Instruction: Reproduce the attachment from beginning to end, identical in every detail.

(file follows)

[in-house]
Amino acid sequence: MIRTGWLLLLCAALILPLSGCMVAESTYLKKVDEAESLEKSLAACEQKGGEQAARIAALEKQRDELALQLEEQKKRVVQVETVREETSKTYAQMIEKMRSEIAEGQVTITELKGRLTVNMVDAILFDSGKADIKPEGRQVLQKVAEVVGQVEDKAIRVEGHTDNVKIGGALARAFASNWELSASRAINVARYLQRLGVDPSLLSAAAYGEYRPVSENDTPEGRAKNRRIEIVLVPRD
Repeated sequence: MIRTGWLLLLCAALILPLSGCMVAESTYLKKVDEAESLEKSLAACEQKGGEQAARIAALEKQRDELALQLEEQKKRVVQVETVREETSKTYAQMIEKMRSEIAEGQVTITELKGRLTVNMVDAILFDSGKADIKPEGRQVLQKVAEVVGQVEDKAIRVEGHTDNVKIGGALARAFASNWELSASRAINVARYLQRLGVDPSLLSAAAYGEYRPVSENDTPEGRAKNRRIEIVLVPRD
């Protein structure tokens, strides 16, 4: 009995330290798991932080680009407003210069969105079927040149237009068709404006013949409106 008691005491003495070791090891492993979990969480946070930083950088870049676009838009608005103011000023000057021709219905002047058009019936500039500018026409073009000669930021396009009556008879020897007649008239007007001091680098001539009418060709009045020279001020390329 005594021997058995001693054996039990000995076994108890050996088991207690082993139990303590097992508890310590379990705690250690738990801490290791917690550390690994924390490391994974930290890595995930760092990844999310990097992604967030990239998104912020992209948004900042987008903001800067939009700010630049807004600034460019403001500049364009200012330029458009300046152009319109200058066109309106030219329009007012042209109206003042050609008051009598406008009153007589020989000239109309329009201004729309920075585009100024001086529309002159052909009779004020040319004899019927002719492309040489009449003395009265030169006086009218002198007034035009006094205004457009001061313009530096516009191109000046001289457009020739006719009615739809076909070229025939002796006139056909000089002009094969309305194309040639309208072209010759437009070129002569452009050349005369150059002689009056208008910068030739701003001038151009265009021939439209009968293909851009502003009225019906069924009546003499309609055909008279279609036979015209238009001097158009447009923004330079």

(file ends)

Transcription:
[in-house]
Amino acid sequence: MIRTGWLLLLCAALILPLSGCMVAESTYLKKVDEAESLEKSLAACEQKGGEQAARIAALEKQRDELALQLEEQKKRVVQVETVREETSKTYAQMIEKMRSEIAEGQVTITELKGRLTVNMVDAILFDSGKADIKPEGRQVLQKVAEVVGQVEDKAIRVEGHTDNVKIGGALARAFASNWELSASRAINVARYLQRLGVDPSLLSAAAYGEYRPVSENDTPEGRAKNRRIEIVLVPRD
Repeated sequence: MIRTGWLLLLCAALILPLSGCMVAESTYLKKVDEAESLEKSLAACEQKGGEQAARIAALEKQRDELALQLEEQKKRVVQVETVREETSKTYAQMIEKMRSEIAEGQVTITELKGRLTVNMVDAILFDSGKADIKPEGRQVLQKVAEVVGQVEDKAIRVEGHTDNVKIGGALARAFASNWELSASRAINVARYLQRLGVDPSLLSAAAYGEYRPVSENDTPEGRAKNRRIEIVLVPRD
């Protein structure tokens, strides 16, 4: 009995330290798991932080680009407003210069969105079927040149237009068709404006013949409106 008691005491003495070791090891492993979990969480946070930083950088870049676009838009608005103011000023000057021709219905002047058009019936500039500018026409073009000669930021396009009556008879020897007649008239007007001091680098001539009418060709009045020279001020390329 005594021997058995001693054996039990000995076994108890050996088991207690082993139990303590097992508890310590379990705690250690738990801490290791917690550390690994924390490391994974930290890595995930760092990844999310990097992604967030990239998104912020992209948004900042987008903001800067939009700010630049807004600034460019403001500049364009200012330029458009300046152009319109200058066109309106030219329009007012042209109206003042050609008051009598406008009153007589020989000239109309329009201004729309920075585009100024001086529309002159052909009779004020040319004899019927002719492309040489009449003395009265030169006086009218002198007034035009006094205004457009001061313009530096516009191109000046001289457009020739006719009615739809076909070229025939002796006139056909000089002009094969309305194309040639309208072209010759437009070129002569452009050349005369150059002689009056208008910068030739701003001038151009265009021939439209009968293909851009502003009225019906069924009546003499309609055909008279279609036979015209238009001097158009447009923004330079």